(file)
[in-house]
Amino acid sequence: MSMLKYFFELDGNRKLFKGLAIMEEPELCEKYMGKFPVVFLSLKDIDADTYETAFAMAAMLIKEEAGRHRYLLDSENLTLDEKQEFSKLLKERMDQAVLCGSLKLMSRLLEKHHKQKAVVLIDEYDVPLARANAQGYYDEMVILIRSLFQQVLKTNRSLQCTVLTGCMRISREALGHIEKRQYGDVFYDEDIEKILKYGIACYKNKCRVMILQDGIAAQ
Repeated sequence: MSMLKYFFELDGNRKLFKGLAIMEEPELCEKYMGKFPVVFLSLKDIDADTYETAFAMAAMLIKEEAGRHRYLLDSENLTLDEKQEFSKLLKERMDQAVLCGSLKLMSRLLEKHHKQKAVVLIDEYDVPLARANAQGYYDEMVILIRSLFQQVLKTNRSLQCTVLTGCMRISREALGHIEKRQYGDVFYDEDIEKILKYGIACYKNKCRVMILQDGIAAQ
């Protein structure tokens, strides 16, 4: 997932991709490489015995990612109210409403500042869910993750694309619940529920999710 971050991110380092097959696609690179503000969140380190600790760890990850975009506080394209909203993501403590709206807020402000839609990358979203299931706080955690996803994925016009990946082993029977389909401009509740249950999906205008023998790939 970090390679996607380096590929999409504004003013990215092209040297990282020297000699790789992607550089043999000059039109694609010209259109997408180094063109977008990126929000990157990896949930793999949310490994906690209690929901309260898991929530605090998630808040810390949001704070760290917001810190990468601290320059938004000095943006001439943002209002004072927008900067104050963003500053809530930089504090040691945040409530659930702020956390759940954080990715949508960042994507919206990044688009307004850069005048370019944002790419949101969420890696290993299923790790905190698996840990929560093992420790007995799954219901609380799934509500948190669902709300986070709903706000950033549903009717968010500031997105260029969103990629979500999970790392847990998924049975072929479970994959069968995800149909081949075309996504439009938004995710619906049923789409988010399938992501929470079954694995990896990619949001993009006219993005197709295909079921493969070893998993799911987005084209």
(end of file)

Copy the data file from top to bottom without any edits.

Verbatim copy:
[in-house]
Amino acid sequence: MSMLKYFFELDGNRKLFKGLAIMEEPELCEKYMGKFPVVFLSLKDIDADTYETAFAMAAMLIKEEAGRHRYLLDSENLTLDEKQEFSKLLKERMDQAVLCGSLKLMSRLLEKHHKQKAVVLIDEYDVPLARANAQGYYDEMVILIRSLFQQVLKTNRSLQCTVLTGCMRISREALGHIEKRQYGDVFYDEDIEKILKYGIACYKNKCRVMILQDGIAAQ
Repeated sequence: MSMLKYFFELDGNRKLFKGLAIMEEPELCEKYMGKFPVVFLSLKDIDADTYETAFAMAAMLIKEEAGRHRYLLDSENLTLDEKQEFSKLLKERMDQAVLCGSLKLMSRLLEKHHKQKAVVLIDEYDVPLARANAQGYYDEMVILIRSLFQQVLKTNRSLQCTVLTGCMRISREALGHIEKRQYGDVFYDEDIEKILKYGIACYKNKCRVMILQDGIAAQ
């Protein structure tokens, strides 16, 4: 997932991709490489015995990612109210409403500042869910993750694309619940529920999710 971050991110380092097959696609690179503000969140380190600790760890990850975009506080394209909203993501403590709206807020402000839609990358979203299931706080955690996803994925016009990946082993029977389909401009509740249950999906205008023998790939 970090390679996607380096590929999409504004003013990215092209040297990282020297000699790789992607550089043999000059039109694609010209259109997408180094063109977008990126929000990157990896949930793999949310490994906690209690929901309260898991929530605090998630808040810390949001704070760290917001810190990468601290320059938004000095943006001439943002209002004072927008900067104050963003500053809530930089504090040691945040409530659930702020956390759940954080990715949508960042994507919206990044688009307004850069005048370019944002790419949101969420890696290993299923790790905190698996840990929560093992420790007995799954219901609380799934509500948190669902709300986070709903706000950033549903009717968010500031997105260029969103990629979500999970790392847990998924049975072929479970994959069968995800149909081949075309996504439009938004995710619906049923789409988010399938992501929470079954694995990896990619949001993009006219993005197709295909079921493969070893998993799911987005084209």